On another note, the authors did not reach a consensus when considering second-line treatment with eribulin as an effective therapy option for leiomyosarcoma. In that respect, the improvement in OS with eribulin as compared with dacarbazine was observed only in patients with liposarcoma (OS 15.6 vs. 8.4 months, HR: 0.511, 95% CI: 0.3446–0.754), but not in those with leiomyosarcoma (OS 12.7 vs. 13 months, HR: 0,927; 95% CI: 0.714–1.203) [39]. Moreover, the benefit of treatment with eribulin for STS was limited to overall survival, with no improvement found for progression-free survival [40]. However, the experts were unable to reach a consensus when determining whether the fact of not being associated with an increase in progression-free survival is a drawback for its use in the clinical setting.

Regarding combination therapy for second-line treatment in advanced STS, there are a few data on clinical trials comparing different schedules. The combination of gemcitabine and dacarbazine has activity in patients with previously treated STS [4143], with a better tolerance profile than the one observed with the combination of gemcitabine and docetaxel in the SARC002 study [44]. To be specific, the rate of progression-free survival (PFS) after three months of treatment with the combination of gemcitabine and dacarbazine was 46% in the study by Losa et al. [41] and 56% in the one conducted by García del Muro et al. [42]. Accordingly, the experts noted that this combination, besides having a better tolerance profile, in general than the combination of gemcitabine and docetaxel, may constitute a treatment alternative to be considered not only for leiomyosarcoma, but also for the rest of STS. In this regard, the phase II clinical trial conducted by García del Muro et al., which compared gemcitabine plus dacarbazine versus dacarbazine alone, found higher and statistically significant OS rates (16.8 months vs. 8.2 months) and progression-free survival rates for the combination therapy [42]. As a result, and taking its lower activity in comparison with other available alternatives into account, the panel’s members concluded that dacarbazine should no longer be used for control arm patients in randomized second-line clinical trials.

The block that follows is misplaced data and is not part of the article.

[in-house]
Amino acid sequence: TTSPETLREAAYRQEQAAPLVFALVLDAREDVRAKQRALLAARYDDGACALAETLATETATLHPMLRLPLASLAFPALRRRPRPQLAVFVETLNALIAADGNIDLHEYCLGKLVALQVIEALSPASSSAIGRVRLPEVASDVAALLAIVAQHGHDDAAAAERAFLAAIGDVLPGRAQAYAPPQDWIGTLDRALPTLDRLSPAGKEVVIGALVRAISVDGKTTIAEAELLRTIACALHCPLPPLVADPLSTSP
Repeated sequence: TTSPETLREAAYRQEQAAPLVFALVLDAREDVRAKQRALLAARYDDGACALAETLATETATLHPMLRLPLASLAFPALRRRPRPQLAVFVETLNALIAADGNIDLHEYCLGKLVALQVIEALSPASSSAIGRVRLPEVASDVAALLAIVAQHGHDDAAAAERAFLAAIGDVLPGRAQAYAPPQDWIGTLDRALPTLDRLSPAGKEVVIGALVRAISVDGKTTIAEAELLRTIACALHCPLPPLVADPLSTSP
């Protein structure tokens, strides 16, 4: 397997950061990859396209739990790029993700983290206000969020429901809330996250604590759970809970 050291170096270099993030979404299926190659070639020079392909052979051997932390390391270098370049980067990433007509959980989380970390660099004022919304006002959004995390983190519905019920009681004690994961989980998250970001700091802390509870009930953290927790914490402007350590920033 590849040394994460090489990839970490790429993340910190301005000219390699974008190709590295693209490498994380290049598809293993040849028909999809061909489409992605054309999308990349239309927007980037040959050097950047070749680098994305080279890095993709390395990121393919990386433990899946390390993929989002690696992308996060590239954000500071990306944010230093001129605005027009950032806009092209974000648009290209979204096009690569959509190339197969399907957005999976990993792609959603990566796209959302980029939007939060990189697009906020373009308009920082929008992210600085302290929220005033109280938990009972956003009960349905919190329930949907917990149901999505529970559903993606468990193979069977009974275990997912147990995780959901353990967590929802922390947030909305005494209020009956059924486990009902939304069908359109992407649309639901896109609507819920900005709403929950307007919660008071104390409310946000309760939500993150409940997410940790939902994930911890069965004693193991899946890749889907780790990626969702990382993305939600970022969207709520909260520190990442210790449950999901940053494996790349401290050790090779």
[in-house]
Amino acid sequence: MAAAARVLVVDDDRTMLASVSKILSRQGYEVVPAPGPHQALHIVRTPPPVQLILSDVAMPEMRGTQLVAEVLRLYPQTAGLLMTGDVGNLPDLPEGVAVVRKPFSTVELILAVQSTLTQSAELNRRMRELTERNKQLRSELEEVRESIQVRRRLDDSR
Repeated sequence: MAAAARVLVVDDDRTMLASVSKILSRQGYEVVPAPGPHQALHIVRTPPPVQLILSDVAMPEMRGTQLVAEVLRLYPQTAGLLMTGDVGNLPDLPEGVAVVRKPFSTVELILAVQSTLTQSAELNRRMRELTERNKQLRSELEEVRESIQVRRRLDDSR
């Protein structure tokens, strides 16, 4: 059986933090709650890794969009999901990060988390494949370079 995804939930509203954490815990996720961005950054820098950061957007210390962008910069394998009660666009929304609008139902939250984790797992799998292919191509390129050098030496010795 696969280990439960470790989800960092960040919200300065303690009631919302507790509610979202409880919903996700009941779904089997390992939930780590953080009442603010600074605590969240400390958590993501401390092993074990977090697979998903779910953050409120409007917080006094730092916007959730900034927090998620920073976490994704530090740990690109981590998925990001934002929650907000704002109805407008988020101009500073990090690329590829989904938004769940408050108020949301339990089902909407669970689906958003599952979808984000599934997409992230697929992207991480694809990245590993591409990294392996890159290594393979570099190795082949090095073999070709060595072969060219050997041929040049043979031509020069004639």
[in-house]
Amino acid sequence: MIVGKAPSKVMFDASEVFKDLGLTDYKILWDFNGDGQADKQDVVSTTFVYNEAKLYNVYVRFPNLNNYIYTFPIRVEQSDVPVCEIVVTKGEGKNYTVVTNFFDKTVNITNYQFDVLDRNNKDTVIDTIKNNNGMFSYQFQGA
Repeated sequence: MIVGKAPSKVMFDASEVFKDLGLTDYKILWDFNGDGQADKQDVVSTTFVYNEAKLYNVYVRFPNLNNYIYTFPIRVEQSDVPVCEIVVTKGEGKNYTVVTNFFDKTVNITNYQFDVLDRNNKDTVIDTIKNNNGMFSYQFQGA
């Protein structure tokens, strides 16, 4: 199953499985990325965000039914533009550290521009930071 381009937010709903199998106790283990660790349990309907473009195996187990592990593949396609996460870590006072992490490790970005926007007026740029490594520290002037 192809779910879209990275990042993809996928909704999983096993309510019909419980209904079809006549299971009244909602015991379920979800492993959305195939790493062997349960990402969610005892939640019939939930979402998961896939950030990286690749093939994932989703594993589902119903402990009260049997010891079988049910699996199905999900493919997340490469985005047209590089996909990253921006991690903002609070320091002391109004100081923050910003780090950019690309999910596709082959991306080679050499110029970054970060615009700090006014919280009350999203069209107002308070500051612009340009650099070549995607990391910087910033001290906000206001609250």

3.4. Metastasis Surgery

Although the existing international consensus is that patients with STS should be referred to a specialist sarcoma center for treatment, in our country 50% of STS larger than 5 cm are operated on without a previous diagnosis of sarcoma being established [8]. In this regard, all of the members of the panel agreed with clinical practice guidelines [5, 45] requiring that patients with advanced STS be managed at centers with a sarcoma specialist multidisciplinary team—including radiologists, pathologists, medical and radiation oncologists, surgeons, and psychologists—with experience in the management of these types of tumors. The experts also reached a consensus on the need to propose surgical removal of the primary tumor to all patients with good functional status who are diagnosed with resectable STS and have multiple asymptomatic pulmonary metastases (Table 4).

The objective of any treatment should be to improve the quality of life for the patient. In this sense, palliative surgery can provide significant relief of symptoms, especially of pain, in properly selected patients with metastatic STS [46]. For this reason, the members of the consensus panel considered palliative surgery to be a good option for the treatment of patients with advanced STS who are progressing on systemic treatment and who have symptomatic metastases, regardless of their location, recommending palliative surgery for metastases as prophylaxis for symptoms or complications—among others, fractures, gastrointestinal compressions, and hemorrhages—as long as it can be effective for their palliation.